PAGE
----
Splitting the atom brought humanity nuclear power and nuclear weapons. A cure for cancer would have the same potential for pushing humanity to new highs – or terrifying lows. According to John Sotos, the chief medical officer of Intel, the same technology which may someday allow us to defeat illness for good also poses the prospect of tailored diseases attacking individuals, families or even whole races and rewriting their genomes on the fly.
Sotos made his remarks at the DEF CON hacking conference in Las Vegas, a place where hackers gather to share tips and tricks for how to break into almost anything with a circuit board. But in a weekend where attacks were demonstrated against wind farms, voting machines and almost every major smartphone in one fell swoop, Sotos’ nightmare scenario still stood out as plausible and terrifying.
The Intel executive, best known publicly for his work as a consultant on the TV show House for six years, argued that the eventual success of Joe Biden’s “cancer moonshot”, a US government-funded programme aiming to find vaccine-based generalisable treatments for cancer, would necessarily open up the potential for bioweapons of unimaginable destructive potential.
“The reason you haven’t heard much about bioweapons is that they’ve been held back by a pretty severe limitation, which is the potential for blowback,” Sotos said. It is hard for any attacker to use weaponised diseases, because they spread beyond their initial distribution range: destroy your neighbouring nation and you destroy your own as well.
But, Sotos argued, “the cancer moonshot is going to really drive new technologies to manipulate DNA, because cancer is a disease of DNA. [And] the same exquisite targeting that allows it to attack only your cancer cells also overcomes the blowback potential for bioweapons.”
In other words: if you can build a treatment that can be restricted to attack only cells with the genetic flag for cancer, you can build a bioweapon that can be restricted to attack only individuals with a particular genetic flag revealing their ancestry, gender or family.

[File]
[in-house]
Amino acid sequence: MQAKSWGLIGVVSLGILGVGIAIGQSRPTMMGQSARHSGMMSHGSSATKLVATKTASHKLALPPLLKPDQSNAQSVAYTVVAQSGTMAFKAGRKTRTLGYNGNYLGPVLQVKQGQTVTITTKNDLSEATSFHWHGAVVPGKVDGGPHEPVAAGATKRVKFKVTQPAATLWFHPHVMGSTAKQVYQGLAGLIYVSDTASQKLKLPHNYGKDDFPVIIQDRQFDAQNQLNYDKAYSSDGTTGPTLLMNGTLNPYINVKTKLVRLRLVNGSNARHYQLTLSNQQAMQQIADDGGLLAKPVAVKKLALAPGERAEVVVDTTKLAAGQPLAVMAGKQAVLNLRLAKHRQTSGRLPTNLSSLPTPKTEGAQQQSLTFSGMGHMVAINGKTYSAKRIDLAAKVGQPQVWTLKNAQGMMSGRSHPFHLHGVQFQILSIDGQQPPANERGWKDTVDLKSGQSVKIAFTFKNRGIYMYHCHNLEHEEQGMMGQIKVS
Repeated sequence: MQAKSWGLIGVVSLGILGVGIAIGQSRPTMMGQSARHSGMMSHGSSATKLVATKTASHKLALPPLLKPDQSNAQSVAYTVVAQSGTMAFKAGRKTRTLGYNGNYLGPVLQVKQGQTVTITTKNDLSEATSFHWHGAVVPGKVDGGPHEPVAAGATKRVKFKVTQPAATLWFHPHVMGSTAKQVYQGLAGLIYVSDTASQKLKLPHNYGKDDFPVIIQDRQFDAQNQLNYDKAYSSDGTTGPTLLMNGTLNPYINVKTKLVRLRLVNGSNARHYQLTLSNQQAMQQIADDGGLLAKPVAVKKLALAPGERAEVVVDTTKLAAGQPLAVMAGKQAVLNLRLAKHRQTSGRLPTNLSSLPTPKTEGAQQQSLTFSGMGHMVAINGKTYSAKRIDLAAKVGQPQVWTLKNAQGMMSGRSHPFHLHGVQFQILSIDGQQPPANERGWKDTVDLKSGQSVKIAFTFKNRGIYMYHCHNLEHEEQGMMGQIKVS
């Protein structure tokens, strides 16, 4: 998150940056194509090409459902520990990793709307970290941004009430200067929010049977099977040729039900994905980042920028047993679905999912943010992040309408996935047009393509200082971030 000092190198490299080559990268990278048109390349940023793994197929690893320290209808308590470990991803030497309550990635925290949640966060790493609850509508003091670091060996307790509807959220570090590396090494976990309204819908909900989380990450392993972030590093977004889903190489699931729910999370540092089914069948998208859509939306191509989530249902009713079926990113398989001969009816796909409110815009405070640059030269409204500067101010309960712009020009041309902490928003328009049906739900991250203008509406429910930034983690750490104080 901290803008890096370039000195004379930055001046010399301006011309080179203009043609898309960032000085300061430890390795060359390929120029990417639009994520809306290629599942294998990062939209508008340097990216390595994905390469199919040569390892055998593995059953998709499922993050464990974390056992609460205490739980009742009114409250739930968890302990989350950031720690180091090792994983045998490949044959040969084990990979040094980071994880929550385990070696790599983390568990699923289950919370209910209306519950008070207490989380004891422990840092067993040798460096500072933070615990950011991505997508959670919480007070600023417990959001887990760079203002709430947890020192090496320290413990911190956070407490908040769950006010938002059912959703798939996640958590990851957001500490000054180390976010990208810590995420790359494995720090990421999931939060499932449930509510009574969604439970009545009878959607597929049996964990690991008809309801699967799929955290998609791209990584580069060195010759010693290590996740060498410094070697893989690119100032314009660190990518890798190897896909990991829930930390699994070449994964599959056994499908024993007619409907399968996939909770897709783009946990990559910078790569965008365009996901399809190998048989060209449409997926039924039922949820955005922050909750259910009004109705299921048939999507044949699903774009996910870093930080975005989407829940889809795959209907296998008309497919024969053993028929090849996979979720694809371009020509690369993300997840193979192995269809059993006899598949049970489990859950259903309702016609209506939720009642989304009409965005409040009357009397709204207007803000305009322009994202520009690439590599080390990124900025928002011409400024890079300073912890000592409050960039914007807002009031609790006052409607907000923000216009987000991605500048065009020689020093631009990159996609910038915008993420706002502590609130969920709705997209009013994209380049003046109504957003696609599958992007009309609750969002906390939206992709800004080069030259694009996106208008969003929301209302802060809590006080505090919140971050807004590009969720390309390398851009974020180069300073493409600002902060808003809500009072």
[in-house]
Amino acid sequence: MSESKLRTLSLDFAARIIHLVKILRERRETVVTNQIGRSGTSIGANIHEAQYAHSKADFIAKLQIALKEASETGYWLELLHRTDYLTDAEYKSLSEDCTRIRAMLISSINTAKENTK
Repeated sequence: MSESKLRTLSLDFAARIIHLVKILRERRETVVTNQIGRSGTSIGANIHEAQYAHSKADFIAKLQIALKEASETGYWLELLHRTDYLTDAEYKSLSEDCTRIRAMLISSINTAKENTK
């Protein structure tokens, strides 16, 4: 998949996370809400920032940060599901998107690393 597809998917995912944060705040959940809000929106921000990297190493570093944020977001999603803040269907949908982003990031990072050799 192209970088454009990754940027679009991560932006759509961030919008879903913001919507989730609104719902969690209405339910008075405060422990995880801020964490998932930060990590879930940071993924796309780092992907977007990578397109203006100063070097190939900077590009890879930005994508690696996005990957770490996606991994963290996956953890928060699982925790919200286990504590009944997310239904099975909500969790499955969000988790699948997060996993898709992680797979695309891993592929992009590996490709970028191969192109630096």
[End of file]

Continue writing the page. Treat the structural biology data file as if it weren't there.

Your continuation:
The technology doesn’t exist yet, although a number of medical techniques such as Crispr – a genome-editing tool – show the potential of such biohacking. But Sotos argues that its eventual refinement “is inevitable. There are going to be thousands of people doing this sort of genetic manipulation down in the basements of hospitals.”
But a plausible attack doesn’t just mean mass fatalities. “There’s some stuff worse than dying,” Sotos said, “and I call that hell.”
What, for example, if groups spread their agenda in a very direct way, by literally rewriting DNA to make it impossible to live lives against their credo? Suppose militant vegans wanted to end meat eating: there’s a gene for that. Or radical misogynists wanted to force veiling all women: there’s a gene for sunlight intolerance, and the genetic functions of gender are already well known.
Or, he suggested, attacks could be on an individual level: targeting a public figure by stealing their genetic code, or targeting their whole family by sequencing someone closely related to them, would be possible. And the attacks could be subtler than expected: Sotos cited genes for intractable diarrhea, massive weight gain, total baldness and “an intense fishy body odour”.
But Sotos was suggesting a worst-case scenario, and other scientists criticised him for distracting from real problems in the present. “Creating noise & sounding alarms this way isn’t helpful to saving lives,” tweeted DJ Patil, the former chief data scientist of the US Office of Science and Technology Policy. “The risk is really small. It’s really hard to mass produce these. The real risk we should be focusing on is drug resistant TB and pandemics.”